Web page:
The Numismatic Bibliomania Society



The E-Sylum: Volume 20, Number 53, December 24, 2017, Article 3


Carol Bastable is President of the Love Token Society and editor of their Love Letter newsletter. The December 2017 issue includes a review by Fred Schwan of the 2015 Trench Art book by Judy Waugh. Carol kindly gave permission to republish the article here. Thank you! -Editor

Trench Art book cover Trench Art by Judy Waugh (aka Trench Art Judy) (2015) is a great book. It is as interesting as it is beautiful. I am a trench art fan and collector so that is hardly an unbiased opinion. This is also a very unusual book in several ways. Obviously, it is unusual to have a 350 page, large-format full-color book on trench art, but the uniqueness goes far beyond that.

This is the only trench art book in which the author does not feel compelled to tell readers what trench art is. In addition to being a trench art book, this is a coin book. Again, the author understates this aspect. It is unlike almost all numismatic books, but it is a coin book nonetheless!

Finally, it is a book about World War I trench art to the exclusion of conflicts before and after although included in the text is discussion of a great item that was created during the Boer War then added to during the Great War. I am less happy with this approach, but I like the comfort and ease with which Waugh engages the discussion as though only World War I could meet her collecting needs. I must say that it is a common assumption that trench art of the Great War is the ultimate if not only trench art which, of course, it is not.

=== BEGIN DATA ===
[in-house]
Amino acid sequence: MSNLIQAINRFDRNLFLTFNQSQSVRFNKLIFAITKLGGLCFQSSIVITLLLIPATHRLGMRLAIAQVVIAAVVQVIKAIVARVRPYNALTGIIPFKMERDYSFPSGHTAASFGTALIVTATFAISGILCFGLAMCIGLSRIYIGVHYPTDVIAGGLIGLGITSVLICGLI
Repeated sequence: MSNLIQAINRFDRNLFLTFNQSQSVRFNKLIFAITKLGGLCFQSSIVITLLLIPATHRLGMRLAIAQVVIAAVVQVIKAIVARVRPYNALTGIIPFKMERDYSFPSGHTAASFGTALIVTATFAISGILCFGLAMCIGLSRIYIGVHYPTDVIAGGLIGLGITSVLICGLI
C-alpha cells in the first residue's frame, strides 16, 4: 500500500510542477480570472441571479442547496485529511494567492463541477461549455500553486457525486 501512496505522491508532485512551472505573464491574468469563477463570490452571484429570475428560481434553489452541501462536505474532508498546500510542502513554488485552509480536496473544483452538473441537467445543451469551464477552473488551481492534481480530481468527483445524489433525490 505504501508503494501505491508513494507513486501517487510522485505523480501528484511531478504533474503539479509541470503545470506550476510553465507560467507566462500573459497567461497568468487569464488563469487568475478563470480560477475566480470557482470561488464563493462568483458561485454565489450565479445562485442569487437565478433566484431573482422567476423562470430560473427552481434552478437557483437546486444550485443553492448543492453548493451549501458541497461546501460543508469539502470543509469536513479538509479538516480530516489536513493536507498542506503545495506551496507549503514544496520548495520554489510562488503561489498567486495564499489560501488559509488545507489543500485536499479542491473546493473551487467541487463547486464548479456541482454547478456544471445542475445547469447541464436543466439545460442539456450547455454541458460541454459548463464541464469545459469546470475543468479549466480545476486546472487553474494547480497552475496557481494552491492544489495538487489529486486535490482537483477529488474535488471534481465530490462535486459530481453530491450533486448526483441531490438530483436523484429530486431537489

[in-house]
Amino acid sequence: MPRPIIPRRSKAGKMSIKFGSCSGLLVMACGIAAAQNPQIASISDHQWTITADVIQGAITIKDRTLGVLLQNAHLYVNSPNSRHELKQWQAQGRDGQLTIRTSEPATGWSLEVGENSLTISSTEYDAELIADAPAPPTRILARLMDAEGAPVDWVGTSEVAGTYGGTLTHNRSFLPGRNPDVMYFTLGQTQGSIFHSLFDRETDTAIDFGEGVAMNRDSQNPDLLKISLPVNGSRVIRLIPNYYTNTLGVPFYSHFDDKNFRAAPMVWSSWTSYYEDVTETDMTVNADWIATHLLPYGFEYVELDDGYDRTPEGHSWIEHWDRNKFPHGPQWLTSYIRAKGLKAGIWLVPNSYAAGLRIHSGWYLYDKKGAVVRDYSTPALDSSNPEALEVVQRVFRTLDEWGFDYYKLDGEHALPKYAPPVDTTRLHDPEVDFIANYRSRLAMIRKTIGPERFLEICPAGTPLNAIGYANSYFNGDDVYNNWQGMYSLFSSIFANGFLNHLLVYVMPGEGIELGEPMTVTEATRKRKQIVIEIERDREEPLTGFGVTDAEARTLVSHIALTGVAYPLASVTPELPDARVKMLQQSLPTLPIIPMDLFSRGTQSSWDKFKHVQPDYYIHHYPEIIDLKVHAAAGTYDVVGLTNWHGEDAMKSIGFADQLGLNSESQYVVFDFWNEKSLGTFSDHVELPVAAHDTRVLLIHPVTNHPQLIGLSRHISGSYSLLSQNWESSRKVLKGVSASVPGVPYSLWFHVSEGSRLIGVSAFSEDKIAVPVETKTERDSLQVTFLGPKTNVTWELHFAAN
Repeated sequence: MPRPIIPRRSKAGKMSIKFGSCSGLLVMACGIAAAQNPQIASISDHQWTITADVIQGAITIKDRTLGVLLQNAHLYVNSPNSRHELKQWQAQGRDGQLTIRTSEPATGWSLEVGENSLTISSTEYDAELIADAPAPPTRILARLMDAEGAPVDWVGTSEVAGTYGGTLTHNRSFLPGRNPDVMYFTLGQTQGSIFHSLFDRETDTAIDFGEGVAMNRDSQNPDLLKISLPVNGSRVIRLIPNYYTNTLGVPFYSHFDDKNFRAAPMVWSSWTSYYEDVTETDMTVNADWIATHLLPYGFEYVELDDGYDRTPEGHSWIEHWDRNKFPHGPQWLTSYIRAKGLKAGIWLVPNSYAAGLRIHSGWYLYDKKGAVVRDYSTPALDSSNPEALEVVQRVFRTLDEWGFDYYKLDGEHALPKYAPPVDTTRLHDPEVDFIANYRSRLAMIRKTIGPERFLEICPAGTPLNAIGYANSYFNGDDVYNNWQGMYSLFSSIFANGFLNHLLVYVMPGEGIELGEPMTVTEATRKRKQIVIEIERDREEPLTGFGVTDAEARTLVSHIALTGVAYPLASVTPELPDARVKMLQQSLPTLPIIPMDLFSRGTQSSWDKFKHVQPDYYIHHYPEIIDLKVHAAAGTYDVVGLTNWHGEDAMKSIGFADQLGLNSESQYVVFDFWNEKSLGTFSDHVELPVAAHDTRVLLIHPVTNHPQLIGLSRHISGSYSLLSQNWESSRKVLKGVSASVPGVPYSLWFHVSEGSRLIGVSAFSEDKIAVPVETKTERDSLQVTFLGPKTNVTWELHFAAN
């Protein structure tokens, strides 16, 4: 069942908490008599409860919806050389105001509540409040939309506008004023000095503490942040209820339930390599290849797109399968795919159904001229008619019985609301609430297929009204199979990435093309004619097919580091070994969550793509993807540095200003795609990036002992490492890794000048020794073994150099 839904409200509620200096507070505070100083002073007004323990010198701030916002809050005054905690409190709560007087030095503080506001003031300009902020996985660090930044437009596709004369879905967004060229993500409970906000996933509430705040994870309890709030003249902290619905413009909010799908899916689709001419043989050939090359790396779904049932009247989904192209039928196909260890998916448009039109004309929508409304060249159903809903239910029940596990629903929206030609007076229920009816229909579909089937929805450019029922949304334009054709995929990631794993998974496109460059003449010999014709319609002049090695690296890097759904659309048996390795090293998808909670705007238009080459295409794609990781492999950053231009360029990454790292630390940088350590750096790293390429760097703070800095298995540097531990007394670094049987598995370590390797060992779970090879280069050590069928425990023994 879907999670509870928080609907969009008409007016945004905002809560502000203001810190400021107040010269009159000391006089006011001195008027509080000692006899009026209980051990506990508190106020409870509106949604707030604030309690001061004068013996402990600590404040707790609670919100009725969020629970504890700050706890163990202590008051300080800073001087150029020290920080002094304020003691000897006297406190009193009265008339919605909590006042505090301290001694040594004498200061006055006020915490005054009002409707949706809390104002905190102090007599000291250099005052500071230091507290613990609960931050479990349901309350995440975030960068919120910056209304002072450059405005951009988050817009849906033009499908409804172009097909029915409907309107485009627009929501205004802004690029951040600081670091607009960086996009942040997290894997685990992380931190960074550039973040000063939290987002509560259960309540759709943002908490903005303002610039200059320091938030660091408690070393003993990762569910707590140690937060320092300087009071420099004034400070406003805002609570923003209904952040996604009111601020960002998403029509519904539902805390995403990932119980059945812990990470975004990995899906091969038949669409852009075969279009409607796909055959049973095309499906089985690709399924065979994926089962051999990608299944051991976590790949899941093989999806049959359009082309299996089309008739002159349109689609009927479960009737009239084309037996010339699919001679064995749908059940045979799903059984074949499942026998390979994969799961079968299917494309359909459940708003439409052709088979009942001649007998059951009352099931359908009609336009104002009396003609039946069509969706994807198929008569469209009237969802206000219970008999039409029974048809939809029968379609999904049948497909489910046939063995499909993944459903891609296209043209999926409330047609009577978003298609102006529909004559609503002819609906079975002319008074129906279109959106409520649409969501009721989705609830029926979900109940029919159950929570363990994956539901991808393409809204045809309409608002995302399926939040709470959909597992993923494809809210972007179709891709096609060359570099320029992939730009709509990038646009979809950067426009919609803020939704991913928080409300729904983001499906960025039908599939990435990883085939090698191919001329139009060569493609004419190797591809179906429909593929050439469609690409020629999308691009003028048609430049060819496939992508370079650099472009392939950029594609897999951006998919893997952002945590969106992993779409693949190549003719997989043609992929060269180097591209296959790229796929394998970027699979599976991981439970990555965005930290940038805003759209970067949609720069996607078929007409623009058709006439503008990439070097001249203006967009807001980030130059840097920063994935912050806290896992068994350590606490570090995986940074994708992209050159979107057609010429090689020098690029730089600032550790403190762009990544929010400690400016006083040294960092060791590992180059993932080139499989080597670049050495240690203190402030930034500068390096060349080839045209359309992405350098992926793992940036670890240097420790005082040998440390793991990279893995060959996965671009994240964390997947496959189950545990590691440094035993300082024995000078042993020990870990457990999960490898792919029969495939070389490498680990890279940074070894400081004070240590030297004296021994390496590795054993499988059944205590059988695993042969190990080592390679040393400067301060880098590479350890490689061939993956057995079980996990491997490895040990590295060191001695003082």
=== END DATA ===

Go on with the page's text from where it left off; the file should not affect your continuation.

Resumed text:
The book subtitle gives you a clue to the unusual approach taken by the author: Trench Art--the stories behind the talismans. Waugh built a collection of World War I trench art with each piece having the name and service number and often religion of the soldier who made or, at least, owned it. Overwhelmingly, the religion listed is Church of England (CE).